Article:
receiving by a receiver in the mobile device, encrypted and/or encoded audio of an audiovisual presentation from a wireless transmitter of an audiovisual presentation system configured to broadcast the encrypted and/or encoded audio as a wireless audio service throughout an audiovisual presentation room or space;
    decrypting and/or decoding the received encrypted and/or encoded audio to produce decrypted and/or decoded audio;
    using the decrypted and/or decoded audio to generate audio signals for driving headsets, headphones or earbuds that connect to the mobile device and through which the audio of the audiovisual presentation provided by the wireless audio service may be listened to by a user of the mobile device; and
    presenting a graphical user interface (GUI) to the user of the mobile device, said GUI including user controls for controlling audio characteristics of audio provided by the wireless audio service.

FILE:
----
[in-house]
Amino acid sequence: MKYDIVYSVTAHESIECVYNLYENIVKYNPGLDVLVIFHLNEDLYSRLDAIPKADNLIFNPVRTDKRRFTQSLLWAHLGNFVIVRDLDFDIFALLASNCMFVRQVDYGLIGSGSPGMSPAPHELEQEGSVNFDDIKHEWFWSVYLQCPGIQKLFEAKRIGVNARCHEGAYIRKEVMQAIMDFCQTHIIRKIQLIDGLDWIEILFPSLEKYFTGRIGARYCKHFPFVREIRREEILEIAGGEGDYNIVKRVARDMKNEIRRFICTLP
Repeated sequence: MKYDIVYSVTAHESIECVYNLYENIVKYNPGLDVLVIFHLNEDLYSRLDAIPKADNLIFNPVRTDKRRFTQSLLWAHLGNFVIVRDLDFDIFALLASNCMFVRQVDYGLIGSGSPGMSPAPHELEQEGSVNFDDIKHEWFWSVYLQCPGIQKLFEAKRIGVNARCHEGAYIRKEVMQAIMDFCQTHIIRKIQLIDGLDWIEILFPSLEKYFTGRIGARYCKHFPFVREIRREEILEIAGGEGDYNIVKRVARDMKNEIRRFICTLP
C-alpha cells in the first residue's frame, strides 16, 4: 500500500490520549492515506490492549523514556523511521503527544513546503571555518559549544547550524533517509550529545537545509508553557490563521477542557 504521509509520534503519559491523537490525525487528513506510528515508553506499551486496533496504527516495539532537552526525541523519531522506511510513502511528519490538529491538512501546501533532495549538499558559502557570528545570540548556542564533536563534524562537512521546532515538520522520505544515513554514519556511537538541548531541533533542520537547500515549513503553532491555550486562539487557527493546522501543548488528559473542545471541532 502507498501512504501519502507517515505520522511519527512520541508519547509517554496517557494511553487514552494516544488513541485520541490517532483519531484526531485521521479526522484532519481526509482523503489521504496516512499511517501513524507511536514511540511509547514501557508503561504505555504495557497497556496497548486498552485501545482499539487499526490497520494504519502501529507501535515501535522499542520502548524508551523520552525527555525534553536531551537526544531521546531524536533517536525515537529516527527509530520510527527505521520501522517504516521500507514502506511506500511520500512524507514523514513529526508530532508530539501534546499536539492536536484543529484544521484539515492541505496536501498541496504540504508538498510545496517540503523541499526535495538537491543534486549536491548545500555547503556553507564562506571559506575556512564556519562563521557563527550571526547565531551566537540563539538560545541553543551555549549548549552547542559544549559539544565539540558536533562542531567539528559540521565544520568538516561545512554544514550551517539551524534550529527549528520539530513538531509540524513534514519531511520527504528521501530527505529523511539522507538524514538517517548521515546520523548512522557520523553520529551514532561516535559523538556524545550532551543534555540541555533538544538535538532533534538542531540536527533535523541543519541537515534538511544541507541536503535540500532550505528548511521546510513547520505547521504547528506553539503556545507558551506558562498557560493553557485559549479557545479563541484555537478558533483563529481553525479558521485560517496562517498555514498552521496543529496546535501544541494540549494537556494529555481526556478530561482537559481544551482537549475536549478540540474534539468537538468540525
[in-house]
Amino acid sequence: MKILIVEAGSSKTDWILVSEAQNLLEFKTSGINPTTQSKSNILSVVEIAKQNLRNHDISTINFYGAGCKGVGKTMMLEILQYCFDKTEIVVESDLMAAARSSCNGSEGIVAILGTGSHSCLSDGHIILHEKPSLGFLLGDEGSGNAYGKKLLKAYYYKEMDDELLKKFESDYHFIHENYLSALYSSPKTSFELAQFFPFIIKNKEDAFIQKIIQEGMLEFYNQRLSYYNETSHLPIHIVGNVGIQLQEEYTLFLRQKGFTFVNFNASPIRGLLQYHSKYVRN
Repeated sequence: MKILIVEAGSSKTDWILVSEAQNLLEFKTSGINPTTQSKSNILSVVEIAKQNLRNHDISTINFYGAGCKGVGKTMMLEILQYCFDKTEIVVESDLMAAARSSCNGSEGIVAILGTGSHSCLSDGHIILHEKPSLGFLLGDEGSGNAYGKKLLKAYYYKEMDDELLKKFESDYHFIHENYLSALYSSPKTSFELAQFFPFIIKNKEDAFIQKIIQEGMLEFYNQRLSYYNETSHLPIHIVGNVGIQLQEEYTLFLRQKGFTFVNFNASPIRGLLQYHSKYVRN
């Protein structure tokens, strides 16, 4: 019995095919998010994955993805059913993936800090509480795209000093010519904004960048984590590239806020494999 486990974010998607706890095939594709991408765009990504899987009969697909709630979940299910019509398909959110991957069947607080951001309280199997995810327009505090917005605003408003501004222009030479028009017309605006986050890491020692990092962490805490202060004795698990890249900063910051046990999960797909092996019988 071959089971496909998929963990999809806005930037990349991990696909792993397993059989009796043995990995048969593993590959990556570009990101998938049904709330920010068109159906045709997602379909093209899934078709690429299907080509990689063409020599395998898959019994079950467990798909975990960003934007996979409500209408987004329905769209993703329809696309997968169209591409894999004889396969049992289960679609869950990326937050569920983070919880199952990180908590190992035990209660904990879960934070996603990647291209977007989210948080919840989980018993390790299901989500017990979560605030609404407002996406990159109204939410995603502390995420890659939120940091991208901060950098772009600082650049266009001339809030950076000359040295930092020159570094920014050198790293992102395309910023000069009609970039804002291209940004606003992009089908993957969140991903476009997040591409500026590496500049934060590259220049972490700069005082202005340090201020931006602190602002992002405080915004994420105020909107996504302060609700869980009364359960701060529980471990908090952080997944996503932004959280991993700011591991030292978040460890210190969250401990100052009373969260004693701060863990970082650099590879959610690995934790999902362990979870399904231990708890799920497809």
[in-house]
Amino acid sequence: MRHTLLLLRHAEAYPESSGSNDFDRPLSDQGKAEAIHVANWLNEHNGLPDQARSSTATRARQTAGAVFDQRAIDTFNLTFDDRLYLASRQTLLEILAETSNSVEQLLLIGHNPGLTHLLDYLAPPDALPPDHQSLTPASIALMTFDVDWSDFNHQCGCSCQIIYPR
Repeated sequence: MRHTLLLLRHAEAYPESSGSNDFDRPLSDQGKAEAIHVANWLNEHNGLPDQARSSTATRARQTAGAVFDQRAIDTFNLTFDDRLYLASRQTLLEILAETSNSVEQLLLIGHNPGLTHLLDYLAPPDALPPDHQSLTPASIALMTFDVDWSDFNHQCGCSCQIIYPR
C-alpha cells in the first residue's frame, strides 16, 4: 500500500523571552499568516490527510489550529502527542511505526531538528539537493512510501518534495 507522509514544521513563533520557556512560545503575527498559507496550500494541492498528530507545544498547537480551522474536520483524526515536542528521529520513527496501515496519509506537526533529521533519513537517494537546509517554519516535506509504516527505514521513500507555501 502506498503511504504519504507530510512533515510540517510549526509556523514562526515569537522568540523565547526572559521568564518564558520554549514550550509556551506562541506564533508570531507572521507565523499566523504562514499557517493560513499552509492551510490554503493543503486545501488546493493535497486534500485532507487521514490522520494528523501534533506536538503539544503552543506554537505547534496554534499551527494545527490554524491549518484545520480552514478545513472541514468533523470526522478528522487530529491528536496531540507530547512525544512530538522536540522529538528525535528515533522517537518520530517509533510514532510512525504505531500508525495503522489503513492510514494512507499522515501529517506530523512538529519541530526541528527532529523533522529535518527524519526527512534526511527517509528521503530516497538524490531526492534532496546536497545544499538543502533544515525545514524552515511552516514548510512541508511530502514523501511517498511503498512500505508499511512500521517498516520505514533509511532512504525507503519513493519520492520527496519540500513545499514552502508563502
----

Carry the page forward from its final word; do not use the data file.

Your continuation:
9. 9. The method of claim 8, wherein the audiovisual presentation room or space is a movie theater, and the encrypted and/or encoded audio comprises encrypted and/or encoded soundtrack and dialogue audio of a movie presentation being presented in the movie theater.
  10. 10. The method of claim 8, wherein decrypting and/or decoding the received encrypted and/or encoded audio comprises decoding audio that has been encoded according to an encoding algorithm configured to produce multi-dimensional or multi-channel enhanced sound effects in the mobile device headsets, headphones or earbuds.